There is an unresolved conflict concerning the normative nature of desire. Some authors take rational desire to differ from rational belief in being a normatively unconstrained attitude. Others insist that rational desire seems plausibly subject to several consistency norms. This article argues that the correct analysis of this conflict of conative normativity leads us to acknowledge intrinsic and extrinsic reasons to desire. If sound, this point helps us to unveil a fundamental aspect of desire, namely, that we cannot desire at (...)
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  • In Search of Doxastic Involuntarism.Matthew Vermaire - 2022 - Philosophical Studies 179 (2):615-631.
    Doxastic involuntarists, as I categorize them, say that it’s impossible to form a belief as an intentional action. But what exactly is it to form a belief, as opposed to simply getting yourself to have one? This question has been insufficiently addressed, and the lacuna threatens the involuntarists’ position: if the question isn’t answered, their view will lack any clear content; but, after considering some straightforward ways of answering it, I argue that they would make involuntarism either false or insignificant. (...)
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  • The Motivational Role of Belief.D. S. Neil Van Leeuwen - 2009 - Philosophical Papers 38 (2):219-246.
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  • The Meanings of "Imagine" Part I: Constructive Imagination.Neil Van Leeuwen - 2013 - Philosophy Compass 8 (3):220-230.
    In this article , I first engage in some conceptual clarification of what the words "imagine," "imagining," and "imagination" can mean. Each has a constructive sense, an attitudinal sense, and an imagistic sense. Keeping the senses straight in the course of cognitive theorizing is important for both psychology and philosophy. I then discuss the roles that perceptual memories, beliefs, and genre truth attitudes play in constructive imagination, or the capacity to generate novel representations that go well beyond what's prompted by (...)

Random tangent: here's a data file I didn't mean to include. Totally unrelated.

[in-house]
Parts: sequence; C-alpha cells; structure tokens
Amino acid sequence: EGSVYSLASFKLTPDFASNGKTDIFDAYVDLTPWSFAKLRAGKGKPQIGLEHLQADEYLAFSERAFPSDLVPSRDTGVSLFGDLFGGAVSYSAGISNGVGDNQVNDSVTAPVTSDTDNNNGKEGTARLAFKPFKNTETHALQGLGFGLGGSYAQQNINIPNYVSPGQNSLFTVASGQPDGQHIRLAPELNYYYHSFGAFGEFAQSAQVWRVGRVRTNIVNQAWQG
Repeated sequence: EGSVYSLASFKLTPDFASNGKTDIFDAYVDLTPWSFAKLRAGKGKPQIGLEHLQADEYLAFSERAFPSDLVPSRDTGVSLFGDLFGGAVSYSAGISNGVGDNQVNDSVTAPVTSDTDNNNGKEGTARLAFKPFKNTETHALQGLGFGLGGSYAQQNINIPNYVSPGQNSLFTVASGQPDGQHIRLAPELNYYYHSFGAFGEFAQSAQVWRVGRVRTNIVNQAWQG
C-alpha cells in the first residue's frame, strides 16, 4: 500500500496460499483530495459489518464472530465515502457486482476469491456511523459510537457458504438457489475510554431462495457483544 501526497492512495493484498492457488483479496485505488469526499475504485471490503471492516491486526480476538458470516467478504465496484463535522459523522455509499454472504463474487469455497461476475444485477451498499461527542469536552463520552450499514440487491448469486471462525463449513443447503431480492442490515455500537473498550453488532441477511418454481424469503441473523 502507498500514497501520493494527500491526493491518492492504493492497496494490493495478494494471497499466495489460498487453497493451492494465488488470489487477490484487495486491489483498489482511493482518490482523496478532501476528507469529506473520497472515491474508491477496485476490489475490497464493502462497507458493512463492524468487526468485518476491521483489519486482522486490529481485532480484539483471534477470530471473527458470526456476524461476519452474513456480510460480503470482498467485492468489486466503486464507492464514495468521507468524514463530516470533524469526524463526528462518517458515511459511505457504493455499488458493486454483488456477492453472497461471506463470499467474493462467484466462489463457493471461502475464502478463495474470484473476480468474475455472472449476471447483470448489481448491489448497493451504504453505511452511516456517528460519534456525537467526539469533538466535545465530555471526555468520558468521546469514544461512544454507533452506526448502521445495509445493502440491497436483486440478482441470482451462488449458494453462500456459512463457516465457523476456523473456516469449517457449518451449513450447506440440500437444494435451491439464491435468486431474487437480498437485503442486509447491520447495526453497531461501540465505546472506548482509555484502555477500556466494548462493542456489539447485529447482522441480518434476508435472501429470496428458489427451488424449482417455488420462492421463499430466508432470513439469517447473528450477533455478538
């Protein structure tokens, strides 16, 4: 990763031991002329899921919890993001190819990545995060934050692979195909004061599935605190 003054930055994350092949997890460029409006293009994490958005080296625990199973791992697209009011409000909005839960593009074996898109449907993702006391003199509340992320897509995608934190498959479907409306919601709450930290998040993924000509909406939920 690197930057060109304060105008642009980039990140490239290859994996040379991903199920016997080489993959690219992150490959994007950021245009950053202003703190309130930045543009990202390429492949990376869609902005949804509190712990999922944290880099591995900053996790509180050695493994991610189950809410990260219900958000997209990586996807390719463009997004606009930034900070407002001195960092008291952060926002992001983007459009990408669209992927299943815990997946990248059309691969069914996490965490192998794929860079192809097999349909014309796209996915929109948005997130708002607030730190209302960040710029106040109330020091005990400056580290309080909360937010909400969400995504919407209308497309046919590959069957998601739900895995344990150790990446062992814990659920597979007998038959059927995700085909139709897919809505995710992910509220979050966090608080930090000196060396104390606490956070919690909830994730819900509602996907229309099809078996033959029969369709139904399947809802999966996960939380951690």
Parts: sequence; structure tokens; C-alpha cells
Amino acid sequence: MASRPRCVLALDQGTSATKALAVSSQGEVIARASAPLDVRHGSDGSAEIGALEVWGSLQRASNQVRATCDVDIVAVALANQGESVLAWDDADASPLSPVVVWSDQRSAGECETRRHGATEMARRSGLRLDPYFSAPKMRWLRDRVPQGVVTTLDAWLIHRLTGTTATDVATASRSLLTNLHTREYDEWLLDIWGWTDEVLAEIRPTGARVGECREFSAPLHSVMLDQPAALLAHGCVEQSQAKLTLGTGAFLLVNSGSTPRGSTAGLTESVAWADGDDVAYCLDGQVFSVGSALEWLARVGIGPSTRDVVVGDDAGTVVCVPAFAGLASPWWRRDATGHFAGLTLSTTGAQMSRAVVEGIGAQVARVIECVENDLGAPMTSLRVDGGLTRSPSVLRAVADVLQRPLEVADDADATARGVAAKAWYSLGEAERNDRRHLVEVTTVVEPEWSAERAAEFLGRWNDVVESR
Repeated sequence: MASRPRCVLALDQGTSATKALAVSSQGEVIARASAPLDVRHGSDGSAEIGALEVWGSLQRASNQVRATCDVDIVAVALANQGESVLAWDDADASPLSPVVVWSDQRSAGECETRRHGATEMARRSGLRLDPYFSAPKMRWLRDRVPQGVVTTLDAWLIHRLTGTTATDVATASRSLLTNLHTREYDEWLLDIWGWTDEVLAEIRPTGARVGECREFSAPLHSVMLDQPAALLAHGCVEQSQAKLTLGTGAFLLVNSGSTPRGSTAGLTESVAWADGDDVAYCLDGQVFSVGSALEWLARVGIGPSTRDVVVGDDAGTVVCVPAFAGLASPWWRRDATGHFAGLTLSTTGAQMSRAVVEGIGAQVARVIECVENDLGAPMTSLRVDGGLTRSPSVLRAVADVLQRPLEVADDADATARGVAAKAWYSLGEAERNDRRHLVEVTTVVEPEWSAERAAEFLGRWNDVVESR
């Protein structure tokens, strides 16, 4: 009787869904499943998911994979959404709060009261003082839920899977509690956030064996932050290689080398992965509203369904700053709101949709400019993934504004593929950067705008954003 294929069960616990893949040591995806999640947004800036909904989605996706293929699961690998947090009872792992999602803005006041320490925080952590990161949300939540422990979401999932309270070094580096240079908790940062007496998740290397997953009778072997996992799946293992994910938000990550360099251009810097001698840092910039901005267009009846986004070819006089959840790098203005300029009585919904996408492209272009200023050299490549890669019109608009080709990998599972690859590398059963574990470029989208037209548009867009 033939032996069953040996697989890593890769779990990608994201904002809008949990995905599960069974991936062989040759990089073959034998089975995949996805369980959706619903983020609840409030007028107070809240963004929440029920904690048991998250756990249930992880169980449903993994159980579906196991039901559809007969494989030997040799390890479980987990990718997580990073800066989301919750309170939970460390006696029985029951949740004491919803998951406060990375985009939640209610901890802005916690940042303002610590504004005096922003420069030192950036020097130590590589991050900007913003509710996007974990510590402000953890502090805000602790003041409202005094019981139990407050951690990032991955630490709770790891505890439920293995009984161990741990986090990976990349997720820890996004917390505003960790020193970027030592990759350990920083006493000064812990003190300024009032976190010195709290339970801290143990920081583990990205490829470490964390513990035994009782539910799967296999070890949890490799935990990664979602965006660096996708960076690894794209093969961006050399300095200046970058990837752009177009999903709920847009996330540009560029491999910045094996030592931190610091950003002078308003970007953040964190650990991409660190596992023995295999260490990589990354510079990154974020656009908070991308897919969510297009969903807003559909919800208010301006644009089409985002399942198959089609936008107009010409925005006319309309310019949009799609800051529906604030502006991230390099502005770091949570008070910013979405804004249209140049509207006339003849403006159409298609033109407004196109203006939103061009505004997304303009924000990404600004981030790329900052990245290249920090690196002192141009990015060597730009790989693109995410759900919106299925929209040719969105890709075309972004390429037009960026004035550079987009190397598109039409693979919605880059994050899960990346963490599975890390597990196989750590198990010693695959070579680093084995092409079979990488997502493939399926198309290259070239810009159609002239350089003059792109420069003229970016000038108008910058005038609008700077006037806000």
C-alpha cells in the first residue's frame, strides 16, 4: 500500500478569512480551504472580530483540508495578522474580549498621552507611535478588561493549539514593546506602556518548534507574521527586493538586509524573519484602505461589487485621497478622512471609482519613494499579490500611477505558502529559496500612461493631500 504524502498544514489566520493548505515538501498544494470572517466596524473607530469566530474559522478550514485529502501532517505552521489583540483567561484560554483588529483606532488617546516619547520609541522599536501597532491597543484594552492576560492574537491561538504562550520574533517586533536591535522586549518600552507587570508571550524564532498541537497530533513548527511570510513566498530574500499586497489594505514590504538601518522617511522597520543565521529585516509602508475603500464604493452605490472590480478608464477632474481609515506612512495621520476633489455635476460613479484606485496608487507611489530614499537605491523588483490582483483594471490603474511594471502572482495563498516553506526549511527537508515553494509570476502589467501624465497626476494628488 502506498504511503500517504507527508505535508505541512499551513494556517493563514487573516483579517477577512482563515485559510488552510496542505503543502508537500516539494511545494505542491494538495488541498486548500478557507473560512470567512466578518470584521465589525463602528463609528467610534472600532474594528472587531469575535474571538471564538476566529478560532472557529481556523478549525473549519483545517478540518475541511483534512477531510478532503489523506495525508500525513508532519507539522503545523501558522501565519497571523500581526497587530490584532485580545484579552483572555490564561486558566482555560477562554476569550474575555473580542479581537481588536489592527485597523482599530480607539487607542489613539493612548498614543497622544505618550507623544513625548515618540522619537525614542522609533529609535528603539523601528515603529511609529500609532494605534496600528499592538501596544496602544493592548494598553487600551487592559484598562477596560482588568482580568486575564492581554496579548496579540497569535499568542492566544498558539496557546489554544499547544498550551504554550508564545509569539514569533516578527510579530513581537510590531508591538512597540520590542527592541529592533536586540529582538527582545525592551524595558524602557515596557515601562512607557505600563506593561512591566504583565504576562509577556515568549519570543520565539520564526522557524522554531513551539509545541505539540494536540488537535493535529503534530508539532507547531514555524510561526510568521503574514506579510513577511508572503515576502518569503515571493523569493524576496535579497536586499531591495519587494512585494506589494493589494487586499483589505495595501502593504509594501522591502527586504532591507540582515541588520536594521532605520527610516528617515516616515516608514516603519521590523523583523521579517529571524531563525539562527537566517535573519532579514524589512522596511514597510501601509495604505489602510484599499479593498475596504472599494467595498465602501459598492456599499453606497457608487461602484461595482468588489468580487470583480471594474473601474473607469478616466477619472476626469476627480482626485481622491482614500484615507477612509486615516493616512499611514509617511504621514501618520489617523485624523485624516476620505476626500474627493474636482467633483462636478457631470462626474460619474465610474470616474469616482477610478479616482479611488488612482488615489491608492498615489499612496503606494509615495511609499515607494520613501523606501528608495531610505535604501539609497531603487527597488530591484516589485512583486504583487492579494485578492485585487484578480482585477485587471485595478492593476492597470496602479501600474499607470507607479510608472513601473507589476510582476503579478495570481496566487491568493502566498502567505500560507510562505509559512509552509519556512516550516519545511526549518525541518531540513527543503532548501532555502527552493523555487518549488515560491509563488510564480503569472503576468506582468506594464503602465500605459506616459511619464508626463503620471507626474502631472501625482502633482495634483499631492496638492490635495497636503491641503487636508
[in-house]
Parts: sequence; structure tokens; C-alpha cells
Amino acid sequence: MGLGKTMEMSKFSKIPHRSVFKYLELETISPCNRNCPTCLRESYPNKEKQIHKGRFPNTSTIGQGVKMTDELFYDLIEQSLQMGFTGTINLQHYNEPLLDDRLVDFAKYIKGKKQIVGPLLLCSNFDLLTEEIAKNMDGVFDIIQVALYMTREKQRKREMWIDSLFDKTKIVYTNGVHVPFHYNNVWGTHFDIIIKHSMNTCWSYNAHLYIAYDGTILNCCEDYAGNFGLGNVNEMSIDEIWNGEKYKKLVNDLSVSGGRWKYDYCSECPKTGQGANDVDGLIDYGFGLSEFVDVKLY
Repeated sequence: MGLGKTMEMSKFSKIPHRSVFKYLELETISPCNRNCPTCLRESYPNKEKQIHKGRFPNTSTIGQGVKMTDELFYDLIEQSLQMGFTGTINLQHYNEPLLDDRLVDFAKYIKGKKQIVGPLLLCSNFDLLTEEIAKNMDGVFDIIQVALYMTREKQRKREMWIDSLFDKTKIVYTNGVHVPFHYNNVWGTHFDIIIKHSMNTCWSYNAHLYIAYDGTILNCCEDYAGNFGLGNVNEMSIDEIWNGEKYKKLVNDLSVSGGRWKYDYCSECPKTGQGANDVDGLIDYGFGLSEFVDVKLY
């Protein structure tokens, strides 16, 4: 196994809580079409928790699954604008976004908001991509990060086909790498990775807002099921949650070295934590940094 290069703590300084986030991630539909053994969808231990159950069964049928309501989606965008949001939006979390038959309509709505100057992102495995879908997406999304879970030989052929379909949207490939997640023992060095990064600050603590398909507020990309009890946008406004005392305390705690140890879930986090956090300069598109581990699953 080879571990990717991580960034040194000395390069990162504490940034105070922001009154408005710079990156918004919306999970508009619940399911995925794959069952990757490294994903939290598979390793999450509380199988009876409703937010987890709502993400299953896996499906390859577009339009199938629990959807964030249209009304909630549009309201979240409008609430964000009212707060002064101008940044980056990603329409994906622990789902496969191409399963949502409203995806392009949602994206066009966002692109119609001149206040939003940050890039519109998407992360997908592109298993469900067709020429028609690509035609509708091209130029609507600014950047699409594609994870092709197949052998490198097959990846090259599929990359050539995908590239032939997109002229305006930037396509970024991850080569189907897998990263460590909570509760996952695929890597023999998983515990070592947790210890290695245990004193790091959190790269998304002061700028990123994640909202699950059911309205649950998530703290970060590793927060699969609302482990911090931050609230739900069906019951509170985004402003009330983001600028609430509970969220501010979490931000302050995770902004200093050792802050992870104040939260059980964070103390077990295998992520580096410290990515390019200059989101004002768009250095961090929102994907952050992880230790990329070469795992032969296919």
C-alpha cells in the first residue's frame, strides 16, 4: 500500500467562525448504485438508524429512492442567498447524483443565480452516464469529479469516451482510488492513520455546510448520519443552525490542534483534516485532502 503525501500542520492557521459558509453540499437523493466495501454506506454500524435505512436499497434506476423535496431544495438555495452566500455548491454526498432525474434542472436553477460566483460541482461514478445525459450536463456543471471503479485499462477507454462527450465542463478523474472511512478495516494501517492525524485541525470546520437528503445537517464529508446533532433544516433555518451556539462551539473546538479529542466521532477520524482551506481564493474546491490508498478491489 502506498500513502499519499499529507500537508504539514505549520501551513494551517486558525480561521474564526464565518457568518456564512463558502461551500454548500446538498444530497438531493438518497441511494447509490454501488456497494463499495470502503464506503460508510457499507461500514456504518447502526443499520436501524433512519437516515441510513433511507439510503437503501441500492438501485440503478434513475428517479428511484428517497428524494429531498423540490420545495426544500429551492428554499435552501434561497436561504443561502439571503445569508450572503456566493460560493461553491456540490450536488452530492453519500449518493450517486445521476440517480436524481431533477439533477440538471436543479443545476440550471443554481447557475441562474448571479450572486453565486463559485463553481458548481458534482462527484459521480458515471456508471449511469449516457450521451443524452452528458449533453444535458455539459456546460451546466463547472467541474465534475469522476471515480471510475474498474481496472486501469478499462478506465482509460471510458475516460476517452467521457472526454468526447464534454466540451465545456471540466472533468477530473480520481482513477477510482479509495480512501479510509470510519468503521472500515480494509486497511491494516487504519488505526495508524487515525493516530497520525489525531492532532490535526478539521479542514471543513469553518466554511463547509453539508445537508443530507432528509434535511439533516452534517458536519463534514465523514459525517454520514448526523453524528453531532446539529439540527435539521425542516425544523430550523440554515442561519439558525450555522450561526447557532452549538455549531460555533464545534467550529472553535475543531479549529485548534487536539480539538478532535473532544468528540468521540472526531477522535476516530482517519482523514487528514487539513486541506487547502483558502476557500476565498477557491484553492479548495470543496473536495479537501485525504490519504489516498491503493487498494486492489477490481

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  • The Meanings of “Imagine” Part II: Attitude and Action.Neil Van Leeuwen - 2014 - Philosophy Compass 9 (11):791-802.
    In this Part II, I investigate different approaches to the question of what makes imagining different from belief. I find that the sentiment-based approach of David Hume falls short, as does the teleological approach, once advocated by David Velleman. I then consider whether the inferential properties of beliefs and imaginings may differ. Beliefs, I claim, exhibit an anti-symmetric inferential governance over imaginings: they are the background that makes inference from one imagining to the other possible; the reverse is not true, (...)
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  • The Motivational Role of Belief.Neil Van Leeuwen - 2009 - Philosophical Papers 38 (2):219 - 246.
    This paper claims that the standard characterization of the motivational role of belief should be supplemented. Beliefs do not only, jointly with desires, cause and rationalize actions that will satisfy the desires, if the beliefs are true; beliefs are also the practical ground of other cognitive attitudes, like imagining, which means beliefs determine whether and when one acts with those other attitudes as the cognitive inputs into choices and practical reasoning. In addition to arguing for this thesis, I take issue (...)
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  • Religious Credence is not Factual Belief.Neil Van Leeuwen - 2014 - Cognition 133 (3):698-715.